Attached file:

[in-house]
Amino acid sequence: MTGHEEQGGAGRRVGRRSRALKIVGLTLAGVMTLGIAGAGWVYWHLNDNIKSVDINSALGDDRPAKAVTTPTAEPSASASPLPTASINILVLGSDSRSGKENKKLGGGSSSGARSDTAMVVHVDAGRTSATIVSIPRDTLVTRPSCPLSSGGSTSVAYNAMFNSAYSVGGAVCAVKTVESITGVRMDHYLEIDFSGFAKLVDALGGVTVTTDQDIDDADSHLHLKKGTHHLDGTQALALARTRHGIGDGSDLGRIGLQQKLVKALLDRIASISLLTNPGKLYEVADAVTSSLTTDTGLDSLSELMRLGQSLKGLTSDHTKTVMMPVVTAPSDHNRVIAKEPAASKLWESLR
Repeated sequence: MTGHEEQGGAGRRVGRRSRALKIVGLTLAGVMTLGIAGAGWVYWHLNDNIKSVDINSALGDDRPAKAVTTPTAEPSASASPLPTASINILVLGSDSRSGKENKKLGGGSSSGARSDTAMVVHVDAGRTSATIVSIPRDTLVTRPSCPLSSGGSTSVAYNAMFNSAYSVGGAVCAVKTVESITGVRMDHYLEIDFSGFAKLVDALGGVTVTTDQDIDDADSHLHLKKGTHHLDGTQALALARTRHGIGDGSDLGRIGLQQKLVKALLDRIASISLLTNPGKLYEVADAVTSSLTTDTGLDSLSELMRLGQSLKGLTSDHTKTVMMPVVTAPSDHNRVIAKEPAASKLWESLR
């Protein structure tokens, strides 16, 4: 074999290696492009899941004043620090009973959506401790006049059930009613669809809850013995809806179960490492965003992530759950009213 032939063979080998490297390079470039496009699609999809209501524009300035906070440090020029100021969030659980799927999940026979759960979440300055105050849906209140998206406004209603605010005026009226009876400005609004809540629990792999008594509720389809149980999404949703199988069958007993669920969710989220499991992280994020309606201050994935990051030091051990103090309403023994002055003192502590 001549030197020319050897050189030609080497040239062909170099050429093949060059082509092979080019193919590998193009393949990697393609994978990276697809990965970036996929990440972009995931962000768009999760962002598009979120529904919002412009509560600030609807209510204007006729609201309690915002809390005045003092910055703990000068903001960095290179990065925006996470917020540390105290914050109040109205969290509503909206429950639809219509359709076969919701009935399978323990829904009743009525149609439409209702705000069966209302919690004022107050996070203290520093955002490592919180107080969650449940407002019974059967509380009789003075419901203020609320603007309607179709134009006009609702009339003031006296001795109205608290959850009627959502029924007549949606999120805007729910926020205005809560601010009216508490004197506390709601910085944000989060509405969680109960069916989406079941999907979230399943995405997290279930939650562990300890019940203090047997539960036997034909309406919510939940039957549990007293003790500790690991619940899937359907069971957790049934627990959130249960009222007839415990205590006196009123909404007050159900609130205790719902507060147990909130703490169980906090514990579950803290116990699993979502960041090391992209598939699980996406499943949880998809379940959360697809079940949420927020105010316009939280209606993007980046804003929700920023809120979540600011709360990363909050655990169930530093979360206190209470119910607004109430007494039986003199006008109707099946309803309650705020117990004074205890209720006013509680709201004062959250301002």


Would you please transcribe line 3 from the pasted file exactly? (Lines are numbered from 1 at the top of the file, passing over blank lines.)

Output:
Repeated sequence: MTGHEEQGGAGRRVGRRSRALKIVGLTLAGVMTLGIAGAGWVYWHLNDNIKSVDINSALGDDRPAKAVTTPTAEPSASASPLPTASINILVLGSDSRSGKENKKLGGGSSSGARSDTAMVVHVDAGRTSATIVSIPRDTLVTRPSCPLSSGGSTSVAYNAMFNSAYSVGGAVCAVKTVESITGVRMDHYLEIDFSGFAKLVDALGGVTVTTDQDIDDADSHLHLKKGTHHLDGTQALALARTRHGIGDGSDLGRIGLQQKLVKALLDRIASISLLTNPGKLYEVADAVTSSLTTDTGLDSLSELMRLGQSLKGLTSDHTKTVMMPVVTAPSDHNRVIAKEPAASKLWESLR